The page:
Guess that depends on what a seastead is, along with the purpose of the design... As floating architecture, it can be stationary, or mobile. In my concept, it is free to move, for any number of reasons, with no notice. To move a city takes a level of preparation.
Increasing the mass of a structure unnecessarily, is wasted material and unnecessary expense for those wasted materials. In addition, those wasted materials decrease the buoyancy of the structure, further limiting the capacity, whether that requires a different design parameter, or reduces freeboard is up to the builder. Steel has more than triple the mass of an equivalent Basalt rebar, requiring triple the displacement, for an otherwise identical design, or reducing the carrying capacity.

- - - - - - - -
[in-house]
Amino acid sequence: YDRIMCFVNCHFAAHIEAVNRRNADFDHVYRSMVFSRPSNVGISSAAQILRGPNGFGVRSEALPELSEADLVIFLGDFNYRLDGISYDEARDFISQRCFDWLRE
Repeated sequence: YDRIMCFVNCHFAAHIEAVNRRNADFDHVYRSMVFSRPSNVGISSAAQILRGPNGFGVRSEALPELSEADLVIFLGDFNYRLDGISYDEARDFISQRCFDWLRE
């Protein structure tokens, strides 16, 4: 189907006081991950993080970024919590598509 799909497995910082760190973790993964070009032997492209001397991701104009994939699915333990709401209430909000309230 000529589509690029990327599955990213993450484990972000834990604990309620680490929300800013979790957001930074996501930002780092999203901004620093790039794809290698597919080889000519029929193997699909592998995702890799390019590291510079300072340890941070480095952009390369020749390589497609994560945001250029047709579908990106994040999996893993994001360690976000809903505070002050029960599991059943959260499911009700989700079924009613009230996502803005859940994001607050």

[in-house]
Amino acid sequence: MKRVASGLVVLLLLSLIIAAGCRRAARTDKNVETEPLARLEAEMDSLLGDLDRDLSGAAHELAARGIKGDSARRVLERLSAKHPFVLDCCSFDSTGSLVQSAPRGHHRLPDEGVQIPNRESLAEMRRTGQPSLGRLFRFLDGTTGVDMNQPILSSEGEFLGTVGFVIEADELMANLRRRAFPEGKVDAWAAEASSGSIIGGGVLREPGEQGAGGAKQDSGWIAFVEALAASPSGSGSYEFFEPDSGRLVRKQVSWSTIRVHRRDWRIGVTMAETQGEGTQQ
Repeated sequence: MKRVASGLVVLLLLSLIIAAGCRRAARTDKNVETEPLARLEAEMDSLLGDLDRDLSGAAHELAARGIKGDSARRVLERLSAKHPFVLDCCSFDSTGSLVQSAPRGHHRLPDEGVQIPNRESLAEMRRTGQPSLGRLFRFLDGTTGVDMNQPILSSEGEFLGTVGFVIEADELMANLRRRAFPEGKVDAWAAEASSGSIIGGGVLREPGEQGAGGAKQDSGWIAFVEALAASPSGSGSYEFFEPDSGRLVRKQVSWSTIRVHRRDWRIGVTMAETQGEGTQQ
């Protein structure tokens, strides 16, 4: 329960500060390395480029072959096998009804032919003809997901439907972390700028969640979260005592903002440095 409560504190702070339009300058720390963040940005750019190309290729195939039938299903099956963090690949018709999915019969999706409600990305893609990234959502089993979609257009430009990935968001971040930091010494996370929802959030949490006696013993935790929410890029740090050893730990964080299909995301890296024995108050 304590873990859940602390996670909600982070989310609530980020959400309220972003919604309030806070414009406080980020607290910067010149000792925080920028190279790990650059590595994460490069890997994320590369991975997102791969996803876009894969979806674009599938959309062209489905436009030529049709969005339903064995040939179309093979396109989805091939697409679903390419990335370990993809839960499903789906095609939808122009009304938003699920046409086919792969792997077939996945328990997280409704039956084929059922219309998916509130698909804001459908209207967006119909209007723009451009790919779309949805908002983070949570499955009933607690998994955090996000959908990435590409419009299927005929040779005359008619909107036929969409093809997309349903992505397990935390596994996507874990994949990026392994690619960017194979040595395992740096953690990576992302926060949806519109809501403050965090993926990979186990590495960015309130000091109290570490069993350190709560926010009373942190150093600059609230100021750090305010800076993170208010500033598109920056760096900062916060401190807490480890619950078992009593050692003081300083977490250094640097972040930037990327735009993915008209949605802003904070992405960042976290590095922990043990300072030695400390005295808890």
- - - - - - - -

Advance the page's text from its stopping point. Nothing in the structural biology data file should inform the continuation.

Geopolymers and Basalt reinforcement have the potential to increase the buoyancy AND margin of safety, as well as the inherent ability to do a complete structural examination, rather than a visual inspection for obvious points of pending failure due to the inherent corrosion of steel within ferrocement and the inability to perform such structural examination. That lack of inspection and inherent corrosion is exactly why ferrocement has no realistic resale value, indicating an immediate loss of value and investment.
If you were buying such a composite structure and paying for the survey, would you want a simple visual inspection that cannot reveal anything about the structural integrity until it has reached the point of failure, or an identical appearing structure that has had a complete structural re-certification?